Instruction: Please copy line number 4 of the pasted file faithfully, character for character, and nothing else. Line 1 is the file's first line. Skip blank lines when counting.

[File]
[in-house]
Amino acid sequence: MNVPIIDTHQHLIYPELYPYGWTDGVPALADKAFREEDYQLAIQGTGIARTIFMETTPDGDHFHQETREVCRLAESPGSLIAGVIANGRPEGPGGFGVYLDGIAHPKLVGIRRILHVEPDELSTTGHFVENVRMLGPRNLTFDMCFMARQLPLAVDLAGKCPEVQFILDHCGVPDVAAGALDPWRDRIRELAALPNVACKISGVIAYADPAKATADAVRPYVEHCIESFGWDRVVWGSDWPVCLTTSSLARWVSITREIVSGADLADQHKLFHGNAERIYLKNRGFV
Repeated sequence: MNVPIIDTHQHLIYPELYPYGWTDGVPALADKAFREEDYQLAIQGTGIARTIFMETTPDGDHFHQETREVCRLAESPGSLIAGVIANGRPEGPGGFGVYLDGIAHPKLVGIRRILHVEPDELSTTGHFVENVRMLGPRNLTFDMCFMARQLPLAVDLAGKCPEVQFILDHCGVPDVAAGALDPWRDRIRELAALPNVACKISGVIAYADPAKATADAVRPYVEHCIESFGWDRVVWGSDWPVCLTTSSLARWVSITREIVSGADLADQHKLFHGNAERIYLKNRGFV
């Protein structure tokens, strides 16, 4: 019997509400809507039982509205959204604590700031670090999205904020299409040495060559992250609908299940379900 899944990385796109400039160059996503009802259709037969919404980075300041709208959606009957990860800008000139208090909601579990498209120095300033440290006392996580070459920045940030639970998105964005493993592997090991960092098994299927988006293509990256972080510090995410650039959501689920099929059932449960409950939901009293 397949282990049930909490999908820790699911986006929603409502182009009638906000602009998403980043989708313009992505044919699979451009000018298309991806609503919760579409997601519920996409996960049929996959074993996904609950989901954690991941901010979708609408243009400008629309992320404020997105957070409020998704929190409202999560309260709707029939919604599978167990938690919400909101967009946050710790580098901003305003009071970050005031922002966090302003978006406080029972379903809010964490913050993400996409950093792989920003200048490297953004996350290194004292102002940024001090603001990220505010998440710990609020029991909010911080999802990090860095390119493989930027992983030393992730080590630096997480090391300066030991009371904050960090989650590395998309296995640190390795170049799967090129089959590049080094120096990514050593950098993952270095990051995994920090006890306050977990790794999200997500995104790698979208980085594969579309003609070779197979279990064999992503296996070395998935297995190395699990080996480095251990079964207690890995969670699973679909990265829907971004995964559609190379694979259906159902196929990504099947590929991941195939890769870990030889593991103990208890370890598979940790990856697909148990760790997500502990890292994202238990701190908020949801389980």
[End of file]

């Protein structure tokens, strides 16, 4: 019997509400809507039982509205959204604590700031670090999205904020299409040495060559992250609908299940379900 899944990385796109400039160059996503009802259709037969919404980075300041709208959606009957990860800008000139208090909601579990498209120095300033440290006392996580070459920045940030639970998105964005493993592997090991960092098994299927988006293509990256972080510090995410650039959501689920099929059932449960409950939901009293 397949282990049930909490999908820790699911986006929603409502182009009638906000602009998403980043989708313009992505044919699979451009000018298309991806609503919760579409997601519920996409996960049929996959074993996904609950989901954690991941901010979708609408243009400008629309992320404020997105957070409020998704929190409202999560309260709707029939919604599978167990938690919400909101967009946050710790580098901003305003009071970050005031922002966090302003978006406080029972379903809010964490913050993400996409950093792989920003200048490297953004996350290194004292102002940024001090603001990220505010998440710990609020029991909010911080999802990090860095390119493989930027992983030393992730080590630096997480090391300066030991009371904050960090989650590395998309296995640190390795170049799967090129089959590049080094120096990514050593950098993952270095990051995994920090006890306050977990790794999200997500995104790698979208980085594969579309003609070779197979279990064999992503296996070395998935297995190395699990080996480095251990079964207690890995969670699973679909990265829907971004995964559609190379694979259906159902196929990504099947590929991941195939890769870990030889593991103990208890370890598979940790990856697909148990760790997500502990890292994202238990701190908020949801389980």